I think I should start flying Delta (aka the dumbest post I’ll ever right, er, write)

Please hear me out, folks. Please. I beg you. No, seriously. Let me up front say that there are three parts to this: Delta’s status match policy, why I want to fly Delta, and why it might actually make sense. Now, the reason I’m a complete idiot for even discussing this is because I’m already struggling to fly enough on American and Alaska, so the last thing I need to do is add another airline.

Delta’s status match policy

Delta offers status matches to elite members of other airlines, up to the Platinum Medallion level in their program. If you status match now the status is valid through early 2015. To mach to Platinum and maintain it you have to earn 26,000 MQMs within 90 days which is a lot, though not impossible.


Why I want to fly Delta

In October of last year Delta announced big plans for Seattle. Part of that is improving their longhaul network out of Seattle, including fully flat beds on many of their international routes, as well as a new nonstop service to London Heathrow. International service on Delta doesn’t interest me in the slightest, given that there are no ways to upgrade economically on Delta short of buying a Y, B, or M fare, which are often more expensive than discounted business class tickets.

It’s the domestic service that interests me, and as a Seattle based flyer the single most awesome improvement has to be that all transcon service to New York JFK is now operated by aircraft equipped with BusinessElite seats. So they have three 757s a day with BusinessElite recliner seats, and one 767 a day with fully flat seats. This is hands down the single most comfortable domestic product out of Seattle. And the four times daily service to New York is awesome.

But here’s the really surprising part. You’d think the fact that they’re doing premium transcontinental service out of Seattle means there’s lots of premium demand, though based on what I’ve seen, upgrades on the route are a complete joke, and I mean that in a good way. I have reason to believe that over the course of several days of looking at the upgrade lists between New York and Seattle and vice versa (and after confirming with someone “in the know”), there’s only a single flight one day where a Platinum wouldn’t have cleared the upgrade list.

Fares between Seattle and New York are typically quite reasonable (often under $300 roundtrip), so being able to fly roundtrip with near guaranteed BusinessElite is pretty tempting.

On top of all that, Delta has a really nice SkyClub in Seattle, and also a SkyClub in Tampa, where my family lives.

But while the product seems nice, the thing I struggle with is why I’d actually want to fly Delta. I don’t value their miles all that much, I don’t really want to keep up with another airline, and for me the biggest challenge is that they don’t allow routings from Seattle to most places via New York. For example, if I could fly from Seattle to Tampa via New York I’d fly them in a heartbeat, though the routing rules don’t allow going through New York. Upgrades are substantially more difficult on Seattle to Atlanta, for example, which I’d have to take to Tampa. Then again they’re starting service from Seattle to Los Angeles, so I suppose I could route from Seattle to Tampa via Los Angeles for easier upgrades.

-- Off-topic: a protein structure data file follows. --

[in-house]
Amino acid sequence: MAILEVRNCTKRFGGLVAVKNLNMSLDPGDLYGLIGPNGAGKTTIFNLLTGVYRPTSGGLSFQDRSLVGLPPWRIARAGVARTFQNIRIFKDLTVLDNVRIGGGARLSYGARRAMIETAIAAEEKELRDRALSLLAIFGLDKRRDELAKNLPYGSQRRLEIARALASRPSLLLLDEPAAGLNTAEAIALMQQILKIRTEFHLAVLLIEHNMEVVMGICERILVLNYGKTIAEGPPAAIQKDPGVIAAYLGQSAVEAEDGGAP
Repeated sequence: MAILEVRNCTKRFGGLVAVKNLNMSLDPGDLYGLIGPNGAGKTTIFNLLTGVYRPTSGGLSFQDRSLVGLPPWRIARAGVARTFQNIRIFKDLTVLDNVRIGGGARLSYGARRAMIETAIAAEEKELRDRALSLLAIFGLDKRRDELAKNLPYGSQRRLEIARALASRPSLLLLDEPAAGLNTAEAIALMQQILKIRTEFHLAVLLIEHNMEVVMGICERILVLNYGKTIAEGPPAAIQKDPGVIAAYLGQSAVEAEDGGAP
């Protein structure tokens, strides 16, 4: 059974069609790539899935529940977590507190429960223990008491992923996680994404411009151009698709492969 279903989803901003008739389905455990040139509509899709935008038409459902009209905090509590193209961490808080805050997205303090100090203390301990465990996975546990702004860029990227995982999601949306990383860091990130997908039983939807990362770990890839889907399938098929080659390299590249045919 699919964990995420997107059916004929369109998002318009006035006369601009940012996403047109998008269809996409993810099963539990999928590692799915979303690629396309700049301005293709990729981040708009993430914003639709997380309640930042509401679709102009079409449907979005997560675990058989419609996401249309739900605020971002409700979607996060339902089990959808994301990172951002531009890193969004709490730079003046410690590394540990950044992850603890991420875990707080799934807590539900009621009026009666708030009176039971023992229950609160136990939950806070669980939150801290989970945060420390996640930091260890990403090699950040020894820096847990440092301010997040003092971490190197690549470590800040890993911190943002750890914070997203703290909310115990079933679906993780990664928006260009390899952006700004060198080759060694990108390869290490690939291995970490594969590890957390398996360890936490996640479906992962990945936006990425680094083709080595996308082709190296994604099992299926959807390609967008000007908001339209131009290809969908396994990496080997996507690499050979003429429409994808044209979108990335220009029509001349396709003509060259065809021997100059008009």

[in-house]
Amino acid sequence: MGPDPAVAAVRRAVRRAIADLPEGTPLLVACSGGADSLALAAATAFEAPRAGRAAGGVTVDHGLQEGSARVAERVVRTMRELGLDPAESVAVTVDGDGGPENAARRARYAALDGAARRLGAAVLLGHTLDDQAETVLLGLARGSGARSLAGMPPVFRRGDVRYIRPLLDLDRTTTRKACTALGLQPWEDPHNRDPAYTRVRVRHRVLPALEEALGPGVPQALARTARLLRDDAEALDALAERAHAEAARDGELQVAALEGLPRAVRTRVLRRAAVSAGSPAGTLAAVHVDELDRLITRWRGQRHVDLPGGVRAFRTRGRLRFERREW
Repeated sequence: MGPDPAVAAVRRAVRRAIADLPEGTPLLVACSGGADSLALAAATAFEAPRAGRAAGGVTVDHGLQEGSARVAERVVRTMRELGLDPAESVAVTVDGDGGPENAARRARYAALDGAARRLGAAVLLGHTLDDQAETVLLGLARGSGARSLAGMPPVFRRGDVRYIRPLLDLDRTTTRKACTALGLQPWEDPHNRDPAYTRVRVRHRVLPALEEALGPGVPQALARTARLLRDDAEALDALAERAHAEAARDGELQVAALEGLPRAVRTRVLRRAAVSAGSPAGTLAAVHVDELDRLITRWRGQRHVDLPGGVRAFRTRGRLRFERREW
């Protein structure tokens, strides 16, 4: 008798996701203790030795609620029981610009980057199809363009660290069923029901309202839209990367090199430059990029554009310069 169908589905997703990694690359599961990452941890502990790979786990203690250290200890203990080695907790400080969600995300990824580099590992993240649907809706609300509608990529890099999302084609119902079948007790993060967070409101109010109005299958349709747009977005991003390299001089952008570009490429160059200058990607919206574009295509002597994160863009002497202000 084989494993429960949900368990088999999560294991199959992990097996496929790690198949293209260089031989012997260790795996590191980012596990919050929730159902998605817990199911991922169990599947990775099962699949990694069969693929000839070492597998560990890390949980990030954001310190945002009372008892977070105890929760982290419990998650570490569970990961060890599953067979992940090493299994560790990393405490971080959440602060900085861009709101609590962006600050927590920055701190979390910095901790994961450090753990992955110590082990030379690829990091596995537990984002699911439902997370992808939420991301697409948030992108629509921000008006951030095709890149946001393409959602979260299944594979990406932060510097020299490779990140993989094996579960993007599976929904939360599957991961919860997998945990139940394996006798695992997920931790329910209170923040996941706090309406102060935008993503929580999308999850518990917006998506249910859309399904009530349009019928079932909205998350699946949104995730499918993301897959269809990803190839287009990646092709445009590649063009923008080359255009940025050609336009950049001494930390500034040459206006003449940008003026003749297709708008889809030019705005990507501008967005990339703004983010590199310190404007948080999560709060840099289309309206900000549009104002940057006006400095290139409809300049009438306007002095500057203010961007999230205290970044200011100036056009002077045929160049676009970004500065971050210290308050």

But… but… but… it might actually make sense

In April I wrote a post about achieving Delta status almost exclusively on credit card spend. As a reminder, Delta has the following co-branded credit cards that accrue MQMs:

Delta Reserve Personal Card

MQM bonuses: 30,000 bonus MQMs after spending $60,000 in a calendar year
Redeemable miles bonuses: 30,000 bonus miles after spending $60,000 in a calendar year
Annual fee: $450

Delta Reserve Business Card

MQM bonuses: 30,000 bonus MQMs after spending $60,000 in a calendar year
Redeemable miles bonuses: 30,000 bonus miles after spending $60,000 in a calendar year
Annual fee: $450

Personal Delta Platinum Card

MQM bonuses: 20,000 bonus MQMs after spending $50,000 in a calendar year
Redeemable miles bonuses: 20,000 bonus miles after spending $50,000 in a calendar year
Annual fee: $150

Business Delta Platinum Card

MQM bonuses: 20,000 bonus MQMs after spending $50,000 in a calendar year
Redeemable miles bonuses: 20,000 bonus miles after spending $50,000 in a calendar year
Annual fee: $150

So looking only at the Personal and Business Platinum cards, spending $100,000 on the cards would get you 40,000 bonus MQMs plus 40,000 bonus redeemable miles. While that’s not an amazing return on everyday spend, I wouldn’t consider it to be a “waste” either. Similarly, if you reach Platinum status you get 20,000 bonus redeemable miles, so if you decide the credit card spend is what’s helping you get over that threshold, you’re basically earning 160,000 SkyMiles for $100,000 worth of spend. Yes, that’s tough to do, but if you can manufacture spend in a non-bonus category that shouldn’t be too tough.

You’d then basically need 35,000 MQMs to actually earn Platinum each year, which is an easy threshold to meet, in my opinion.

Thoughts? I never thought I’d be tempted by Delta, but the transcon service out of Seattle sure makes me want to fly them. My brother lives in New York and I don’t see him enough, so perhaps this would be a good excuse to pop over there, oh, I dunno, 25 times a year?

Now if you’ll excuse me, I’ve gotta go find my meds…

(In the interest of full disclosure, of the above four cards only the Delta Reserve Personal Card earns me a referral bonus — thanks as always for your support!)


  1. Delta operates a good airline and a terrible frequent flyer program.

    Go ahead, status challenge with them and fly it a few times. But I wouldn’t spend the time on Delta just for SEA-JFK upgrades!

    Skymiles will likely devalue first among the majors, soon.

    And you’ve written that you aren’t even committed to staying in Seattle long-term.